It is not a good sign when your star player is a no-show at the start of training camp, but that’s where the New York Islanders find themselves with Mathew Barzal.
Barzal is a restricted free agent, and he’s in the middle of a contract impasse with GM Lou Lamoriello.
Barzal is on the training camp roster, but he can’t compete in any scrimmages until he signs a contract.
This situation is not good for the Islanders or for Barzal. You only have to look back at what happened when a similar situation played out in Toronto a couple of years ago.
William Nylander missed two months of the 2019-20 season before agreeing to a contract for an average annual value of $10.2 million and $6.9 million from years two to six. It was likely an overpay on Toronto’s part. But apart from that, it didn’t help that Nylander sat out for so long.
When Nylander came back, he wasn’t the same player. He had trouble finding his rhythm and his timing and he suffered through a bad season, and this affected the team’s performance. Through 54 games, Nylander scored only seven goals that season.
It’s too early to say how Barzal’s contract impasse will affect him and the Islanders, but the longer this goes on, the worse it gets for both sides. There is only a week left before the start of the NHL season.
The 23-year-old center had 19 goals and 60 points in 68 games with the Islanders last season, adding five goals and 17 points in 22 games during the NHL’s Return to Play.
Perhaps Barzal wants a contract similar to what Toronto’s Mitch Marner got (six years at $10.8 million) when he was a restricted free agent. But it’s more likely that Barzal and the Islanders need to settle on a bridge deal. The landscape in Covid is so totally different with a flat salary cap going forward.
But Barzal’s absence didn’t seem to faze coach Barry Trotz, who said: “It’s nothing unusual for us if we’re missing a person here or there. That’s part of NHL hockey and the world today. We’re just going to worry about who we can put out on the ice and worry about what we can do within the next couple of days.”
There does seem to be room to work with to get under the cap. The Islanders are $3.9 million below the salary cap, with an extra $6 million of space to work with when Johnny Boychuk is placed on LTIR (Long-term Injury Reserve).
The most certain thing with the Islanders is their defensive pairings seem set with Adam Pelech-Ryan Pulock, Nick Leddy-Scott Mayfield, and Andy Greene-Noah Dobson. But with the Devon Toews trade and Boychuk’s retirement, there is room for someone to step up and provide more depth on the back end. The best candidates seem to be Sebastian Aho, Grant Hutton, and Bode Wilde.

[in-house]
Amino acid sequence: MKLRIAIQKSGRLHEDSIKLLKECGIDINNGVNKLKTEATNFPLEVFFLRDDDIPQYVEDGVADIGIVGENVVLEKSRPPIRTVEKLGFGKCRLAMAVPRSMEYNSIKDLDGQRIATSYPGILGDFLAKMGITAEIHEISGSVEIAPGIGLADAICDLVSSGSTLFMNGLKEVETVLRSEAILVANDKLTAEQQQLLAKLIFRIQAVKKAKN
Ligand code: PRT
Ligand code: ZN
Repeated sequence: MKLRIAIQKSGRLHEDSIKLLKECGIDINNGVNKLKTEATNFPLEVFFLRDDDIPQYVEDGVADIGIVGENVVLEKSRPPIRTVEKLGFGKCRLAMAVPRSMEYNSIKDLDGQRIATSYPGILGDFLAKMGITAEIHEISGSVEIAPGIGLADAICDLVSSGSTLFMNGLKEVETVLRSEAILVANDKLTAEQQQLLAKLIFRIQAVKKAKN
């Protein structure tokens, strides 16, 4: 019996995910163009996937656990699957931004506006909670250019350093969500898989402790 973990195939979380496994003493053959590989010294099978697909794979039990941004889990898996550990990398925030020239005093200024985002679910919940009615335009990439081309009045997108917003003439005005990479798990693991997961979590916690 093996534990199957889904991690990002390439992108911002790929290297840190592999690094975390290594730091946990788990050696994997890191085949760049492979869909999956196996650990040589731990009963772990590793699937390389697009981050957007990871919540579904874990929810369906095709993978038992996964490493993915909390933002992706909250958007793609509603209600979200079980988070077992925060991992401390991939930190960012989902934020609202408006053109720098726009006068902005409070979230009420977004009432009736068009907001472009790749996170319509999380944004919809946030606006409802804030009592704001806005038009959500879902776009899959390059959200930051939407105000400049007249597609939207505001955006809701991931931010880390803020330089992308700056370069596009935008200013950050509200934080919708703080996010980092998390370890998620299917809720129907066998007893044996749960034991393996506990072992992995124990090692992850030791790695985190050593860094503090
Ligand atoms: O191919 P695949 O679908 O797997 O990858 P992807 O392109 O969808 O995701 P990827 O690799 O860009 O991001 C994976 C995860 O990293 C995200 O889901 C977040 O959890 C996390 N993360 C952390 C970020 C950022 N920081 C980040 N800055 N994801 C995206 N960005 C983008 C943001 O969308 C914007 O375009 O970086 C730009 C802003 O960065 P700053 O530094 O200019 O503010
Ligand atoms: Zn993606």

Among the forwards, Trotz likes what he’s seen so far of Dmytro Timashov, who came over from the Detroit Red Wings in a trade. Lamoriello was the Maple Leafs GM when Toronto drafted Timashov in 2015. Timashov is not a big player, but he’s a physically strong player. And he can play multiple positions.
Simon Holmstrom, who is back from the World Junior Championship, is still in quarantine, while Oliver Wahlstrom reported for duty after being recalled from loan overseas with AIK of the Allsvenskan league. The 20-year-old Wahlstrom registered eight points (4G, 4A) in 10 games skating in Sweden’s second-highest professional league.
Meanwhile, Cal Clutterbuck is coming off surgery when a skate cut his wrist in Boston on Dec. 19, 2019. He said he still doesn’t have any feeling in three of his fingers.
With a shortened training camp and no exhibition games, the Islanders must come together fast and plug some holes in the lineup. But Trotz isn’t worried at this point about where the goals will come from. He’s more concerned with wins.
“We’re going to go three days working on fundamentals,” the coach said. “I wouldn’t read too much into the lines right now. You have to have a really good foundation right now. There isn’t going to be a lot of practice tie. You’re probably going to have four or five games in a week. Rest is going to be a bit of a weapon this year.”
The Islanders begin the 56-game season facing the New York Rangers on Jan. 14 and again two days later. The Islanders will play the Rangers eight times over the shortened season.
The first back-to-back is Feb. 15 and Feb. 16 in Buffalo. The season concludes May 8 against the New Jersey Devils.
The Islanders are in the newly aligned East Division with Boston, Buffalo, New Jersey, the Rangers, Philadelphia, Pittsburgh and Washington.
Although the Islanders were the surprise of the NHL last season, getting all the way to the Eastern Conference Finals for the first time since 1993, they are not the favorites in their division. The Bruins and the Capitals are likely going to battle it out to win the division.